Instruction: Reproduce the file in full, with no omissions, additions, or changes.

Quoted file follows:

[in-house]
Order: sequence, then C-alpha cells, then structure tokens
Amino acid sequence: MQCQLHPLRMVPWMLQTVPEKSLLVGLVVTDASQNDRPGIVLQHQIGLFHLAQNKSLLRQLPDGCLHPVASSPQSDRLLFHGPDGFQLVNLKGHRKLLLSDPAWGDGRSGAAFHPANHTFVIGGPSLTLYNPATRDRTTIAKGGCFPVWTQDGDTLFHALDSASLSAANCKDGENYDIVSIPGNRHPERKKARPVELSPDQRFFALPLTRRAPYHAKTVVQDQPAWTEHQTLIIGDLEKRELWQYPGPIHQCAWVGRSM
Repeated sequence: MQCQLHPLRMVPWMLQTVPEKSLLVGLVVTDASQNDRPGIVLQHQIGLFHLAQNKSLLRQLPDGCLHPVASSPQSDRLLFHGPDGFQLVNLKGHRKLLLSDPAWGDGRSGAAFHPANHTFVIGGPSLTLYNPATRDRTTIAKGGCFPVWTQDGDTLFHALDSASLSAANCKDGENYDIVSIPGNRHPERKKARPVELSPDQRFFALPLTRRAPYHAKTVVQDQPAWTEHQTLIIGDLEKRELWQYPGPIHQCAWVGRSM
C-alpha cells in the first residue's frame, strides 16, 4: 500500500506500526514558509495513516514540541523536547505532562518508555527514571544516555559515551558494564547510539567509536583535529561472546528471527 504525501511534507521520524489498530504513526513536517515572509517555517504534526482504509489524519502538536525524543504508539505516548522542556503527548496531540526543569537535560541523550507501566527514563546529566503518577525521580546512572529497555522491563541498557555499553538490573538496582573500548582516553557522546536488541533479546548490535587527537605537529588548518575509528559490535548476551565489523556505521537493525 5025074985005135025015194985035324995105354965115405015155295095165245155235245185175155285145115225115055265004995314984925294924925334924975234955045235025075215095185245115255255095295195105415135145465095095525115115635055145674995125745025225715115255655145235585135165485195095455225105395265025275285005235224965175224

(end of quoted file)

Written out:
[in-house]
Order: sequence, then C-alpha cells, then structure tokens
Amino acid sequence: MQCQLHPLRMVPWMLQTVPEKSLLVGLVVTDASQNDRPGIVLQHQIGLFHLAQNKSLLRQLPDGCLHPVASSPQSDRLLFHGPDGFQLVNLKGHRKLLLSDPAWGDGRSGAAFHPANHTFVIGGPSLTLYNPATRDRTTIAKGGCFPVWTQDGDTLFHALDSASLSAANCKDGENYDIVSIPGNRHPERKKARPVELSPDQRFFALPLTRRAPYHAKTVVQDQPAWTEHQTLIIGDLEKRELWQYPGPIHQCAWVGRSM
Repeated sequence: MQCQLHPLRMVPWMLQTVPEKSLLVGLVVTDASQNDRPGIVLQHQIGLFHLAQNKSLLRQLPDGCLHPVASSPQSDRLLFHGPDGFQLVNLKGHRKLLLSDPAWGDGRSGAAFHPANHTFVIGGPSLTLYNPATRDRTTIAKGGCFPVWTQDGDTLFHALDSASLSAANCKDGENYDIVSIPGNRHPERKKARPVELSPDQRFFALPLTRRAPYHAKTVVQDQPAWTEHQTLIIGDLEKRELWQYPGPIHQCAWVGRSM
C-alpha cells in the first residue's frame, strides 16, 4: 500500500506500526514558509495513516514540541523536547505532562518508555527514571544516555559515551558494564547510539567509536583535529561472546528471527 504525501511534507521520524489498530504513526513536517515572509517555517504534526482504509489524519502538536525524543504508539505516548522542556503527548496531540526543569537535560541523550507501566527514563546529566503518577525521580546512572529497555522491563541498557555499553538490573538496582573500548582516553557522546536488541533479546548490535587527537605537529588548518575509528559490535548476551565489523556505521537493525 5025074985005135025015194985035324995105354965115405015155295095165245155235245185175155285145115225115055265004995314984925294924925334924975234955045235025075215095185245115255255095295195105415135145465095095525115115635055145674995125745025225715115255655145235585135165485195095455225105395265025275285005235224965175224